Welcome to the Nexus of Ethics, Psychology, Morality, Philosophy and Health Care

Welcome to the nexus of ethics, psychology, morality, technology, health care, and philosophy
Showing posts with label licensure. Show all posts
Showing posts with label licensure. Show all posts

Wednesday, July 3, 2024

Fake therapist fooled hundreds online until she died, state records say

Brett Kelman
CBS Health Watch
Originally posted 2 July 24

Hundreds of Americans may have unknowingly received therapy from an untrained impostor who masqueraded as an online therapist, possibly for as long as two years, and the deception crumbled only when she died, according to state health department records.

Peggy A. Randolph, a social worker who was licensed in Florida and Tennessee and formerly worked for Brightside Health, a nationwide online therapy company, is accused of helping her wife impersonate her in online sessions, according to an investigation report from the Florida Department of Health.

The Florida report says the couple "defrauded" patients through a "coordinated effort": As Randolph treated patients in person, her wife pretended to be her in telehealth sessions with Brightside patients. The deceit was discovered after the wife died last year and a patient realized they'd been talking to the wrong person, according to a Tennessee Department of Health settlement agreement.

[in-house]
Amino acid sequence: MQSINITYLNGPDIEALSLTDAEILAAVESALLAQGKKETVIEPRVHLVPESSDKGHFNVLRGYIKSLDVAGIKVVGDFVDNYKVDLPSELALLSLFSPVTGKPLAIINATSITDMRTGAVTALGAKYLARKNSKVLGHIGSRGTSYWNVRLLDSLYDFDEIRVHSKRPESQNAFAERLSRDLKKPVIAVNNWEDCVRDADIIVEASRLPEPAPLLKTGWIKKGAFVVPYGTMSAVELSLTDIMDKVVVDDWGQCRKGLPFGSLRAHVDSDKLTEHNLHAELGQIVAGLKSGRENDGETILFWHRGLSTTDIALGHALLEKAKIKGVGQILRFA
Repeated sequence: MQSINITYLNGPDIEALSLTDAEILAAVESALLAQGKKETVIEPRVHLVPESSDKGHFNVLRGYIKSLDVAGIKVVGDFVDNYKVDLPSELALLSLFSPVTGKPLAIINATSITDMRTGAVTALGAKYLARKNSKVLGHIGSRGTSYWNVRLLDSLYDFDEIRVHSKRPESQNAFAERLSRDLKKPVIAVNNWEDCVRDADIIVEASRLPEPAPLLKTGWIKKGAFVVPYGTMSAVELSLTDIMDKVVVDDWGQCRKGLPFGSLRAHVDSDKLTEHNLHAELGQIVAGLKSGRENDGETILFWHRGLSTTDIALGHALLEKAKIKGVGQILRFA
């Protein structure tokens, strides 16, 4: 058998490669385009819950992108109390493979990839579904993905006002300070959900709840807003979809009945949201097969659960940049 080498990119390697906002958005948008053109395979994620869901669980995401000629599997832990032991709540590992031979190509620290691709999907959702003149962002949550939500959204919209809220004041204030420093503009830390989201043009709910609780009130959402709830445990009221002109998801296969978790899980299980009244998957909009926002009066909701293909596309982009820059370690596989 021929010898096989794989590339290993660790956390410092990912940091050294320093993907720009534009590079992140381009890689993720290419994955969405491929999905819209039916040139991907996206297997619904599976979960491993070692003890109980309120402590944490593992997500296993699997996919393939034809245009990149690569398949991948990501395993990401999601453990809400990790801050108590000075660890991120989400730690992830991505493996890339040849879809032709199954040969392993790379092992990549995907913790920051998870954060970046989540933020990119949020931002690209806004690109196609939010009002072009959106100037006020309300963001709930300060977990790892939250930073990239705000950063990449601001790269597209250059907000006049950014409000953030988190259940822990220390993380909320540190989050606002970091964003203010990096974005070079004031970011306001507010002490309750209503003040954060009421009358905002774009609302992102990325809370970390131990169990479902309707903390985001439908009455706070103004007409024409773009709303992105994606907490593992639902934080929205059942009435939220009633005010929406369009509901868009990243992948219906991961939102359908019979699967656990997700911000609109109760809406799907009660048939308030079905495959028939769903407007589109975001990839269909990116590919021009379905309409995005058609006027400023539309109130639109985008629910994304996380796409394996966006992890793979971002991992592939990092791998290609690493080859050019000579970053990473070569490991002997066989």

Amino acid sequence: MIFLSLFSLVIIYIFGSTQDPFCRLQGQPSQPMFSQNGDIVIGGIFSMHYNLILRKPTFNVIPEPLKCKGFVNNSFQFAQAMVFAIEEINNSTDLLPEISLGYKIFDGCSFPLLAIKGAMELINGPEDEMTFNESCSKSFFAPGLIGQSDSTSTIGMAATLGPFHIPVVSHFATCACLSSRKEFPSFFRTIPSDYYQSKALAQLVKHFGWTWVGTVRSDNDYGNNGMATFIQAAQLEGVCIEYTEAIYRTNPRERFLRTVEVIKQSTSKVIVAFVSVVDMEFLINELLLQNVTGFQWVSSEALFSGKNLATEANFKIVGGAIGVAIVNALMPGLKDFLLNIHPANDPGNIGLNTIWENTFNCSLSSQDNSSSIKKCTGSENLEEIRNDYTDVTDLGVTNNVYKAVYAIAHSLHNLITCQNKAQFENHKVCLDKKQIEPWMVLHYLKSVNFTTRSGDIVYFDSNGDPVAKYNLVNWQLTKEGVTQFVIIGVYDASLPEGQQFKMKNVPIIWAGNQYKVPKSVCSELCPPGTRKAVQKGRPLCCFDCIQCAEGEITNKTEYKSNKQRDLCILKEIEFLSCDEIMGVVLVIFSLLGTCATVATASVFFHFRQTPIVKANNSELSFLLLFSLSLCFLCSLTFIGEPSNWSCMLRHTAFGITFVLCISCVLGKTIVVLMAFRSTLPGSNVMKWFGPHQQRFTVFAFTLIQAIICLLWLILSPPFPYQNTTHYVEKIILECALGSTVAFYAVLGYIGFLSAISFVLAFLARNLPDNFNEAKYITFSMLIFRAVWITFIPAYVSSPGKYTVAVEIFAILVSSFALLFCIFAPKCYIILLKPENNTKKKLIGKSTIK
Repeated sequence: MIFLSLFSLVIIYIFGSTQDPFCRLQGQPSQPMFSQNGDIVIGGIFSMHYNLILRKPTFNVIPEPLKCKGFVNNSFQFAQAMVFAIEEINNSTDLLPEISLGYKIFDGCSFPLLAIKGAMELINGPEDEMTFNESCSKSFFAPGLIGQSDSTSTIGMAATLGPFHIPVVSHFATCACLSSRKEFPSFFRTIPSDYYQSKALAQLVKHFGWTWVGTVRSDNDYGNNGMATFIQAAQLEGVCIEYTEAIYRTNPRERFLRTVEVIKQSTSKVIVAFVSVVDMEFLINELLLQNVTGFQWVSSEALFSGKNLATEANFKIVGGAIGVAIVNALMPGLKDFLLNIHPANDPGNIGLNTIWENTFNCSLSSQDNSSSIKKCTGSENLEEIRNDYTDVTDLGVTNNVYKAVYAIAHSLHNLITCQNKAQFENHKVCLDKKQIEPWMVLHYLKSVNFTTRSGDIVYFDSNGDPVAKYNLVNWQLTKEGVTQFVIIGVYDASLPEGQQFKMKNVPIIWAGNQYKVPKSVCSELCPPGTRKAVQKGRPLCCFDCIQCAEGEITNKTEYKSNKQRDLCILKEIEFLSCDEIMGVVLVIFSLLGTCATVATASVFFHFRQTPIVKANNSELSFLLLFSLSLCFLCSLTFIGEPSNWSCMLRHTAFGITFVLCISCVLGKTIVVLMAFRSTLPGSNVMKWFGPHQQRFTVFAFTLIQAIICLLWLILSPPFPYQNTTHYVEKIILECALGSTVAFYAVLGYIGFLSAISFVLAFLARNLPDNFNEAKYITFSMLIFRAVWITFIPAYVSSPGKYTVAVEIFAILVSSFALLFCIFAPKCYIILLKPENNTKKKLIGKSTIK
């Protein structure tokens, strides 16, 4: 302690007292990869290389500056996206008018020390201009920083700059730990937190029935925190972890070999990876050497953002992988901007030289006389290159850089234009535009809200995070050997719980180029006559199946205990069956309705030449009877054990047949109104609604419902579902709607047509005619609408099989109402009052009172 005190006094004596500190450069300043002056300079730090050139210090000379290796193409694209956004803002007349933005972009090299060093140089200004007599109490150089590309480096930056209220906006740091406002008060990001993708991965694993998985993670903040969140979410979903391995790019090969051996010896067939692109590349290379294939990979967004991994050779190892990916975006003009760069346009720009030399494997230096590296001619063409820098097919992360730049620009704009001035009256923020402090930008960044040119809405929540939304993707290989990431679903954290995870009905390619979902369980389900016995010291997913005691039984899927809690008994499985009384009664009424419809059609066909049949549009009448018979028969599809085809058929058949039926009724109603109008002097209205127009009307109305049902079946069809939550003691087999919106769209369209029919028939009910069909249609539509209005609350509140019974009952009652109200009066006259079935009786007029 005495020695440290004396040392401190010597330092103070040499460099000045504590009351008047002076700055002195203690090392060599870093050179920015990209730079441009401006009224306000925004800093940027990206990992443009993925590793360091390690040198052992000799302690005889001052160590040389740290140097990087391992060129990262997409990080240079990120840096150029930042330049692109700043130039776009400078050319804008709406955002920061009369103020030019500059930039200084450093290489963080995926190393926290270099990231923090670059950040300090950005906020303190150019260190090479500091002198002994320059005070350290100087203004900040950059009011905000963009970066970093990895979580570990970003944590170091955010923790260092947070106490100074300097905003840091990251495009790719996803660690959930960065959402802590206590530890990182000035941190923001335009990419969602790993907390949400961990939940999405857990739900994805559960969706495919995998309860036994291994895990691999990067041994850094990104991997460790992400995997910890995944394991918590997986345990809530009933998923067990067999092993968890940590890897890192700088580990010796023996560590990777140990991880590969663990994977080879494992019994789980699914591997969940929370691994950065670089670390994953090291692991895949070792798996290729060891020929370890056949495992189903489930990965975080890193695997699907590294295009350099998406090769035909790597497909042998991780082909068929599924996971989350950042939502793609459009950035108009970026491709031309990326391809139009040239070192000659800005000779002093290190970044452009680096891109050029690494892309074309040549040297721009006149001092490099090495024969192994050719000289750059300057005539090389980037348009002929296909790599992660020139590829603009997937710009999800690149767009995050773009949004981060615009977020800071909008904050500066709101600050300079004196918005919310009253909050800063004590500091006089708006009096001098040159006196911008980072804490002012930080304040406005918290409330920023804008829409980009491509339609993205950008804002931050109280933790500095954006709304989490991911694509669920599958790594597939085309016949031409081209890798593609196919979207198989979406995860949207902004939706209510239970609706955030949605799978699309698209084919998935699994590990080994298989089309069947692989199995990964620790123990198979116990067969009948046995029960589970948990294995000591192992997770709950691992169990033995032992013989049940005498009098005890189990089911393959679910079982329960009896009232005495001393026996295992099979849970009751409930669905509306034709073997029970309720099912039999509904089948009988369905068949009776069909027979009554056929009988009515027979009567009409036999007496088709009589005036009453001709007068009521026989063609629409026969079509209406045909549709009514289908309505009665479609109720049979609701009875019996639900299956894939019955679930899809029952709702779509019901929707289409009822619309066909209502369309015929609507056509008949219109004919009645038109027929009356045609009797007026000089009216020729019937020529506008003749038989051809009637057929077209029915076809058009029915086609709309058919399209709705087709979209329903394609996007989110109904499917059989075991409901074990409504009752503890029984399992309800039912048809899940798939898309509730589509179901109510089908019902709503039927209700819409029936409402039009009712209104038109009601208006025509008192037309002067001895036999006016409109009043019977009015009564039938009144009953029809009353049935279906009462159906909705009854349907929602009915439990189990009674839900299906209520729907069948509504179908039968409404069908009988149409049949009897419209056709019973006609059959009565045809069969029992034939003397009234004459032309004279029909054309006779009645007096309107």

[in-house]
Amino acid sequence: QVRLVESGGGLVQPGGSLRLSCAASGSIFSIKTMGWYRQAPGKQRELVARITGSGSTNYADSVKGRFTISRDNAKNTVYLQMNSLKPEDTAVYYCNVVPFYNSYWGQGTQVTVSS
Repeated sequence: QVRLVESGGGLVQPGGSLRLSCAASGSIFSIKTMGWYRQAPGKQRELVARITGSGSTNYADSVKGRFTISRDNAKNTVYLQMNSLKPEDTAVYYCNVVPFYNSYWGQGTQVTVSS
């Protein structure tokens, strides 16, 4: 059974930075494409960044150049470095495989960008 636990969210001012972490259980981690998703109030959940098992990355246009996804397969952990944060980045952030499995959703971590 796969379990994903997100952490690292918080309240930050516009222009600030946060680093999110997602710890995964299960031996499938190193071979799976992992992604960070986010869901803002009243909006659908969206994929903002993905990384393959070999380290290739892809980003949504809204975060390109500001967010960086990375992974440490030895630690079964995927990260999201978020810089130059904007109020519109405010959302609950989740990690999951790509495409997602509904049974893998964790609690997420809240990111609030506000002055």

Records from both states identify Randolph's wife only by her initials, T.R., but her full name is in her obituary: Tammy G. Heath-Randolph. Therapists are generally expected to have at least a master's degree, but Randolph's wife was "not licensed or trained to provide any sort of counseling services," according to the Tennessee agreement.


Here are some thoughts:

This case of an impostor therapist masquerading as a licensed professional in online therapy sessions raises numerous ethical, healthcare, and psychotherapy concerns. The most obvious issues include the severe breach of trust between therapist and patient, the potential harm caused to vulnerable individuals seeking mental health support, and the serious violations of patient privacy.  The incident also highlights the critical importance of proper licensing and credentialing in healthcare, especially in telehealth settings.

This case also reveals less apparent but equally significant problems. It exposes potential vulnerabilities in telehealth systems, particularly in verifying the identity of online therapists, suggesting a need for more robust authentication methods.

The alleged involvement of the therapist's wife introduces complex ethical dilemmas regarding personal relationships in professional healthcare contexts. Furthermore, the fact that this deception went unnoticed for an extended period might indicate systemic issues such as therapist burnout or inadequate oversight in the mental health field. The case also demonstrates the challenges in regulating and monitoring telehealth services that operate across multiple states.

Interestingly, this real-life impostor scenario could potentially exacerbate feelings of imposter syndrome among both genuine therapists and patients. The posthumous discovery of the deception presents unique challenges in addressing the harm caused and seeking appropriate resolutions.